Zombies and Cheepies and Succubbi, oh my! It's so tough being a landlord in the mythical 21st century. Not only do you have to contend with groups of creatures who can't stand each other, but everyone has demands from the cost of rent (when they actually pay) to ammenities in their apartment. On top of that you have groups of adventurers who have nothing better to do than ransack your building to steal your hard-earned money. Oh, did I forget to mention that you're the Devil? This kooky storyline is the genius behind Petit Depotto's simulation/defense hybrid, Unholy Heights. Be you a hard-nosed landlord forcing large amounts of gold our of your tenants or a more gentle one who gives into their every demand doesn't matter as long as they fight your enemies at your every beck and call. And they will. Because they have to. Because you're the Devil, after all.
The controls for Unholy Heights are very intuitive. At the simplest, you left click to select something and right click to go back. And, very importantly, you use the scroll button to raise/lower a tenant's rent while their room is selected. There are various buttons along the bottom of the screen, whether you want to open the menu or have two tenants exchange rooms. If you want your click to only be able to select certain types (useful in a crowded fight) or to change the game speed, those buttons exist too! While the game can be played solely with the mouse, these handy buttons are also tied to keyboard shortcuts.
This game is all about the tenants... and as a landlord, shouldn't it always be that way? There are seven groups of creatures and four character types within each group. They will (somewhat) randomly come up to the quest board outside your building that doubles as an ad for open rooms. Depending on what rooms you have available and how much the rent is set at, they will either ask to live at your building or leave. Or, if your residents are well off, they may even become a lover for one of them. There are many benefits to this for you since this increases the number of fighters you have per room, plus, if they're lucky, they may produce a child that will eventually grow up into yet another fighter. You're literally 'raising' an army.
And what is that army used for? Why defending YOU, of course. After accepting a quest on the aforementioned quest board (or about once a game day when no quest is selected), devious, greedy adventurers and heroes come to steal your gold for their own spoils. To keep them at bay, knock on your resident's doors to get them to come out and defend the building, if they're home, of course. After all, a demon's got to work to pay the rent. With units that have a variety of ranges, from melee to a 'super' ranged weapon that flies through enemies to damage all it hits, the real strategy of the defense portion of the game comes in choosing the order you come a-knockin'. Having all your ranged defenders grouped in the back of the line will do no good if they can't hit the enemy.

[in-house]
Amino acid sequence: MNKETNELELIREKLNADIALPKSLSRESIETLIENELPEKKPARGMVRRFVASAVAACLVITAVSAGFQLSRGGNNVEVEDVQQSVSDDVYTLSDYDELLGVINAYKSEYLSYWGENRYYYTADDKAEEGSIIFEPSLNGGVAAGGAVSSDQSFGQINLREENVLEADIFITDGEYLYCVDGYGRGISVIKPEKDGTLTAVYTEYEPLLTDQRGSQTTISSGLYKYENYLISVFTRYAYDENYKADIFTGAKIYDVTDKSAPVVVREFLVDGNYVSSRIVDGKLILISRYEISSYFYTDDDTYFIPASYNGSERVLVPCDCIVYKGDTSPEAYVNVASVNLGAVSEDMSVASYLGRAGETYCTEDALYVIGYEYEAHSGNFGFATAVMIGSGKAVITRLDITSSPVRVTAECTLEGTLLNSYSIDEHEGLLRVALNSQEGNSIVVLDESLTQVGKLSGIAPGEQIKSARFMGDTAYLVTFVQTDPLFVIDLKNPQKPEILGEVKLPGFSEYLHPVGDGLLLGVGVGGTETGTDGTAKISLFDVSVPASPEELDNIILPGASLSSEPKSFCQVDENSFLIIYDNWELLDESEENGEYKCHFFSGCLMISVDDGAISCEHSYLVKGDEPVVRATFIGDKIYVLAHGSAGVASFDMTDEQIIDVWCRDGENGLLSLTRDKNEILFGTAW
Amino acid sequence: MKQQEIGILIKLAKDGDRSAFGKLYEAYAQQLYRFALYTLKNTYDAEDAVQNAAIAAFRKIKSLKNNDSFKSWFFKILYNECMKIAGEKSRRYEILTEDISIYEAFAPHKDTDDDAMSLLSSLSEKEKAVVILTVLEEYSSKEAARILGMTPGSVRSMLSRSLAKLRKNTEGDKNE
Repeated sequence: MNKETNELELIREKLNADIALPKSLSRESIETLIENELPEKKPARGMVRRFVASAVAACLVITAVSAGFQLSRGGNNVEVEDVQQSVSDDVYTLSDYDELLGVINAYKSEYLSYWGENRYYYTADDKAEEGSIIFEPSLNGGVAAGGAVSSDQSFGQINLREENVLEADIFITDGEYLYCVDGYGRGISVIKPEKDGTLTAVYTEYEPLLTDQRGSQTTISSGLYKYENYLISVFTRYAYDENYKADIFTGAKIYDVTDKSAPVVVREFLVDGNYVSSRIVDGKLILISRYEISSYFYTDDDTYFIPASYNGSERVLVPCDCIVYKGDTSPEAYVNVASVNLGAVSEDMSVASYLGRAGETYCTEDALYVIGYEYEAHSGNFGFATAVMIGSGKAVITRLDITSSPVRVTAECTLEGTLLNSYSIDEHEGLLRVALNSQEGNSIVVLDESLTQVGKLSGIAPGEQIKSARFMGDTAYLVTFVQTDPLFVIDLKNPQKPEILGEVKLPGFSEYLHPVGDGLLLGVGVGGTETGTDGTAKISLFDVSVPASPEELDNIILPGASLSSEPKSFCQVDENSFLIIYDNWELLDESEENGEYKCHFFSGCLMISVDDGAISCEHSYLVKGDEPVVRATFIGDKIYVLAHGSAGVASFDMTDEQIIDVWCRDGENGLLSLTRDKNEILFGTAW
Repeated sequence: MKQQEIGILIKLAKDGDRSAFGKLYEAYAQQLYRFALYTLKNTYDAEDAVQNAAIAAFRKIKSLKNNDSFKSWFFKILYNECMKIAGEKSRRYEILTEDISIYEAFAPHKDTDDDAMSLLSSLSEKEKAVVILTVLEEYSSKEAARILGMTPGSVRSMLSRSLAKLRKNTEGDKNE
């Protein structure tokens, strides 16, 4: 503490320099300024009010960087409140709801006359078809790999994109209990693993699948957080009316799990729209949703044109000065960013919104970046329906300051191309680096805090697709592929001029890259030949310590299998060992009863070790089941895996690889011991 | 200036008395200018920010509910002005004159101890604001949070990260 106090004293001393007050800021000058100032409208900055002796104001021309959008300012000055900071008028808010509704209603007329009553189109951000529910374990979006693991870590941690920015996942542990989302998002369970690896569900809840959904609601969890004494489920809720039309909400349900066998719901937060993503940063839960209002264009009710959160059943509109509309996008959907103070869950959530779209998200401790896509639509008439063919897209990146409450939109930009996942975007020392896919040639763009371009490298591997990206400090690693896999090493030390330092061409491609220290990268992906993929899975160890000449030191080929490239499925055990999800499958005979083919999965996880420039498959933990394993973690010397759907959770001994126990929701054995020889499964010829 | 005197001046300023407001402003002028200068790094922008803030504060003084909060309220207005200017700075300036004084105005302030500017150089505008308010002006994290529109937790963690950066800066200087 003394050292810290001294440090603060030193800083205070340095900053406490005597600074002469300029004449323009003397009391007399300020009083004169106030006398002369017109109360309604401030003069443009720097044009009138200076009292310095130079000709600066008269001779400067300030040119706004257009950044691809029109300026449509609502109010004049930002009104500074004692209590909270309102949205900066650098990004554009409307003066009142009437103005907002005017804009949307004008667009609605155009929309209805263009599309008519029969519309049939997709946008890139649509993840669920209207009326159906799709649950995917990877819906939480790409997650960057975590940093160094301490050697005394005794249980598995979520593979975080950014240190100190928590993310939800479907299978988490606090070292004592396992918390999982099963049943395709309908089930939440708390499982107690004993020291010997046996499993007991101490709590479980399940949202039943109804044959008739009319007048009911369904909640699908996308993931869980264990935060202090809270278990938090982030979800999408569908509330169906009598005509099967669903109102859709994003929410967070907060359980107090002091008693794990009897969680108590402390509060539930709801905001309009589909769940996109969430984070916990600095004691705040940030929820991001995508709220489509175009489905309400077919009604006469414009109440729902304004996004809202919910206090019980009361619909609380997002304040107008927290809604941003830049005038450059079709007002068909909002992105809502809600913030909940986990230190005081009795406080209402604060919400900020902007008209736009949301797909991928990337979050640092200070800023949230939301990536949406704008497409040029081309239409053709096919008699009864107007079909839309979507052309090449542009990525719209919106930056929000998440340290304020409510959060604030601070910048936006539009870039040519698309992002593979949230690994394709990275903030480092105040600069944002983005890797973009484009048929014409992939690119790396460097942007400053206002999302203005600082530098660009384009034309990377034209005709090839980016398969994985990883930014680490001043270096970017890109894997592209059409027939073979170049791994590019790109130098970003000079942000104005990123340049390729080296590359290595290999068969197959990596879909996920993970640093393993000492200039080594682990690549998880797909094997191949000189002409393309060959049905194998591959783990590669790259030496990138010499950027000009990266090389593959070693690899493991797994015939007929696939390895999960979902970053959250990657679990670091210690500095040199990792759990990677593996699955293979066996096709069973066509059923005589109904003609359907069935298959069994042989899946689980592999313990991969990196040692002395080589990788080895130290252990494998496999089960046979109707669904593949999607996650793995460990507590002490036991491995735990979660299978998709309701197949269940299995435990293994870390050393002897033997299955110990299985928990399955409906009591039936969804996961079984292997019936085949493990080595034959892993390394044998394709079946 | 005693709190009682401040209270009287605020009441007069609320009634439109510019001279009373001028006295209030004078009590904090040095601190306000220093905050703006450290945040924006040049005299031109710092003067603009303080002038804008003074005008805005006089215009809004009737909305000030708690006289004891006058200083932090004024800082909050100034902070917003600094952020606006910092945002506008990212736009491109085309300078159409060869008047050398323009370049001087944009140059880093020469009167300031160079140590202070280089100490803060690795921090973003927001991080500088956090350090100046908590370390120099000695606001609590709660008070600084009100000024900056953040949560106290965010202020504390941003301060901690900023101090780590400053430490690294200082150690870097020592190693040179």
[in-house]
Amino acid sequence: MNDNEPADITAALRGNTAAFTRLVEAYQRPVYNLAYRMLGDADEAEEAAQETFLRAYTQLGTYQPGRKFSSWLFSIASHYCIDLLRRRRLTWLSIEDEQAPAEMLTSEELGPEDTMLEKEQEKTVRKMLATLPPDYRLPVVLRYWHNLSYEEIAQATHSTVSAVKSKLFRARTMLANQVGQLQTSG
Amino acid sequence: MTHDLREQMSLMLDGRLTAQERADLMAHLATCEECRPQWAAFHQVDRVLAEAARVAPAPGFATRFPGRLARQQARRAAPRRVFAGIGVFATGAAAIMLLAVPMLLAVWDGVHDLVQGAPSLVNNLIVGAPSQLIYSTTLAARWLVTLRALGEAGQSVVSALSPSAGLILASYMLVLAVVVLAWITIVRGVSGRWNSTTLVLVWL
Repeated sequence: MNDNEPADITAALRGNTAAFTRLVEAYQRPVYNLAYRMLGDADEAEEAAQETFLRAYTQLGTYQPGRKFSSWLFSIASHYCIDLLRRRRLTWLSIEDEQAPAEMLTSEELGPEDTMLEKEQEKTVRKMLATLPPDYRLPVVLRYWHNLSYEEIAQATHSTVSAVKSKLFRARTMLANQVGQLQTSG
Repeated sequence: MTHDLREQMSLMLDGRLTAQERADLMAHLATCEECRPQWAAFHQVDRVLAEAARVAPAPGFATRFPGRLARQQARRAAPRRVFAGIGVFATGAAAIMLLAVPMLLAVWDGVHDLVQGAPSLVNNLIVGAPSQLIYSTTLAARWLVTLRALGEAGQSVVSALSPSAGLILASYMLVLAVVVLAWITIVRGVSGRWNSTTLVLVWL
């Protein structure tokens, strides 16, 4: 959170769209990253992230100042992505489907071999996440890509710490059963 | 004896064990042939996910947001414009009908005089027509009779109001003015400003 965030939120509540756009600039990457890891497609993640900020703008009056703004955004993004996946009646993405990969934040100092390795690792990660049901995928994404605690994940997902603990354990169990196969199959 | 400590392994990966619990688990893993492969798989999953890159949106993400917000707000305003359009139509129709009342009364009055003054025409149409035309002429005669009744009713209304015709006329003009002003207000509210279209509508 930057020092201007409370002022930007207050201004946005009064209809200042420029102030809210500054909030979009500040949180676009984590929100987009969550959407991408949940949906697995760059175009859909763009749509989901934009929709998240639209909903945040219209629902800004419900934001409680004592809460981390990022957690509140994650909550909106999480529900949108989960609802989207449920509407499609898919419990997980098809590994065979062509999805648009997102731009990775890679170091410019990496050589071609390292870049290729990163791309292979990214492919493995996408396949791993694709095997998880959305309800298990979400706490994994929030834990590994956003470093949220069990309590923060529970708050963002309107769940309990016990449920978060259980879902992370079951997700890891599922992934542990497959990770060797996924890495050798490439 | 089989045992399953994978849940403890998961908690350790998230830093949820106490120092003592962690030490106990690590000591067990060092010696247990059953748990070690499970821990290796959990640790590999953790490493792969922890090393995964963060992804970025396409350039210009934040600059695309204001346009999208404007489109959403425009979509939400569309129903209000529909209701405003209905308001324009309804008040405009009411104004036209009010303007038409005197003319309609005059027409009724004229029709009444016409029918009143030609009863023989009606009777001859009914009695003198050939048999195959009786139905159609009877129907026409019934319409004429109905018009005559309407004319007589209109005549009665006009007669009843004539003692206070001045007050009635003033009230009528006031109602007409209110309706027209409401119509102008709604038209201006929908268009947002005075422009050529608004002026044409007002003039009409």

Analysis: For such a unique combination of genres, Petit Depotto got a lot of things right in Unholy Heights. While each aspect, when looked at individually, works well on its own, in order to be successful at the game, the two have to meld together in harmony. Happy residents make happy defenders. Fans of both defense and simulation games will find enjoyment in this experience.
While the overall experience is solid, the game can get a bit 'grindy' in the sense that there are times you're running the game at the fastest speed just waiting for your residents to find mates in the hopes that you'll finally be able to defeat the one quest available to you. But there are certainly enough cuteness in the graphics to keep you entertained as you wait, from the celestial facial expressions to the wide variety of creatures who wander around your place. The details given to your residents' lives, including: job promotions, interacting with the accessories you purchase, or even sneaking away at night to to avoid their large rent debt, give more depth to the experience of the game than you may expect. It's enough to warrant a quote from the creatures themselves: "This
room game rocks......!"